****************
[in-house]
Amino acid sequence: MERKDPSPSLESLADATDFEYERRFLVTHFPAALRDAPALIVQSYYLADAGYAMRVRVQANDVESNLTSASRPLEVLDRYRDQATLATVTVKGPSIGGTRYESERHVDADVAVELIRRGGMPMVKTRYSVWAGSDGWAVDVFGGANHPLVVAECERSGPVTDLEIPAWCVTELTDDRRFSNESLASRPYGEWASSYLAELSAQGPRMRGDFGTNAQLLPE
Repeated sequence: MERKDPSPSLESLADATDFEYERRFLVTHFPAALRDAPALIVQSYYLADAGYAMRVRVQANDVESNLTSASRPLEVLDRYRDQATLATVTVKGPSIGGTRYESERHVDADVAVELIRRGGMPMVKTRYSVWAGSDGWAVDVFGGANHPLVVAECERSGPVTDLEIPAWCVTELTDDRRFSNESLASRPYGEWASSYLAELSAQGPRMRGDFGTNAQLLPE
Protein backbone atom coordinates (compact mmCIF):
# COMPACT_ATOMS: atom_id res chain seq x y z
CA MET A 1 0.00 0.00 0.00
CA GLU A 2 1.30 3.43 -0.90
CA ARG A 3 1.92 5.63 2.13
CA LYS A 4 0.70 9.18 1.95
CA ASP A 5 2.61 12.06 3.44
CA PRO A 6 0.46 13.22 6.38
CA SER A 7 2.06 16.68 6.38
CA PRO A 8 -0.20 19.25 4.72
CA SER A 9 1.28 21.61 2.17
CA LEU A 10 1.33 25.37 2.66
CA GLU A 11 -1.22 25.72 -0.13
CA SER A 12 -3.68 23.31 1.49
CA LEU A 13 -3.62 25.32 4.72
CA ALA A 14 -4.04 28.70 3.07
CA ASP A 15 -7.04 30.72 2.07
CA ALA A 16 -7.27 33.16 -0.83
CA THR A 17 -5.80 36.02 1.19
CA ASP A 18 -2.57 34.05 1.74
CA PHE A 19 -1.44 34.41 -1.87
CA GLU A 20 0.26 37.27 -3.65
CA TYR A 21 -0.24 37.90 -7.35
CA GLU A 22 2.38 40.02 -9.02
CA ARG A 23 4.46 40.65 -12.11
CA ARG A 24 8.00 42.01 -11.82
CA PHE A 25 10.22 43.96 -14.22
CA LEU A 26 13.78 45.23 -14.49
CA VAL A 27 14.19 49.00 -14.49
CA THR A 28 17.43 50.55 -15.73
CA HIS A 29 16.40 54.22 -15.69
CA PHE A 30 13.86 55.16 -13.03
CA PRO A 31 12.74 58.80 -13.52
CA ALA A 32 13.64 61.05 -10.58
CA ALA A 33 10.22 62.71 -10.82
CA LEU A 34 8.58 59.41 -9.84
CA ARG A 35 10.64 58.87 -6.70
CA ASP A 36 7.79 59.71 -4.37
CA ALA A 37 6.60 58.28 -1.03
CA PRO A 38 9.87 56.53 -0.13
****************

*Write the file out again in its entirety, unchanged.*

[in-house]
Amino acid sequence: MERKDPSPSLESLADATDFEYERRFLVTHFPAALRDAPALIVQSYYLADAGYAMRVRVQANDVESNLTSASRPLEVLDRYRDQATLATVTVKGPSIGGTRYESERHVDADVAVELIRRGGMPMVKTRYSVWAGSDGWAVDVFGGANHPLVVAECERSGPVTDLEIPAWCVTELTDDRRFSNESLASRPYGEWASSYLAELSAQGPRMRGDFGTNAQLLPE
Repeated sequence: MERKDPSPSLESLADATDFEYERRFLVTHFPAALRDAPALIVQSYYLADAGYAMRVRVQANDVESNLTSASRPLEVLDRYRDQATLATVTVKGPSIGGTRYESERHVDADVAVELIRRGGMPMVKTRYSVWAGSDGWAVDVFGGANHPLVVAECERSGPVTDLEIPAWCVTELTDDRRFSNESLASRPYGEWASSYLAELSAQGPRMRGDFGTNAQLLPE
Protein backbone atom coordinates (compact mmCIF):
# COMPACT_ATOMS: atom_id res chain seq x y z
CA MET A 1 0.00 0.00 0.00
CA GLU A 2 1.30 3.43 -0.90
CA ARG A 3 1.92 5.63 2.13
CA LYS A 4 0.70 9.18 1.95
CA ASP A 5 2.61 12.06 3.44
CA PRO A 6 0.46 13.22 6.38
CA SER A 7 2.06 16.68 6.38
CA PRO A 8 -0.20 19.25 4.72
CA SER A 9 1.28 21.61 2.17
CA LEU A 10 1.33 25.37 2.66
CA GLU A 11 -1.22 25.72 -0.13
CA SER A 12 -3.68 23.31 1.49
CA LEU A 13 -3.62 25.32 4.72
CA ALA A 14 -4.04 28.70 3.07
CA ASP A 15 -7.04 30.72 2.07
CA ALA A 16 -7.27 33.16 -0.83
CA THR A 17 -5.80 36.02 1.19
CA ASP A 18 -2.57 34.05 1.74
CA PHE A 19 -1.44 34.41 -1.87
CA GLU A 20 0.26 37.27 -3.65
CA TYR A 21 -0.24 37.90 -7.35
CA GLU A 22 2.38 40.02 -9.02
CA ARG A 23 4.46 40.65 -12.11
CA ARG A 24 8.00 42.01 -11.82
CA PHE A 25 10.22 43.96 -14.22
CA LEU A 26 13.78 45.23 -14.49
CA VAL A 27 14.19 49.00 -14.49
CA THR A 28 17.43 50.55 -15.73
CA HIS A 29 16.40 54.22 -15.69
CA PHE A 30 13.86 55.16 -13.03
CA PRO A 31 12.74 58.80 -13.52
CA ALA A 32 13.64 61.05 -10.58
CA ALA A 33 10.22 62.71 -10.82
CA LEU A 34 8.58 59.41 -9.84
CA ARG A 35 10.64 58.87 -6.70
CA ASP A 36 7.79 59.71 -4.37
CA ALA A 37 6.60 58.28 -1.03
CA PRO A 38 9.87 56.53 -0.13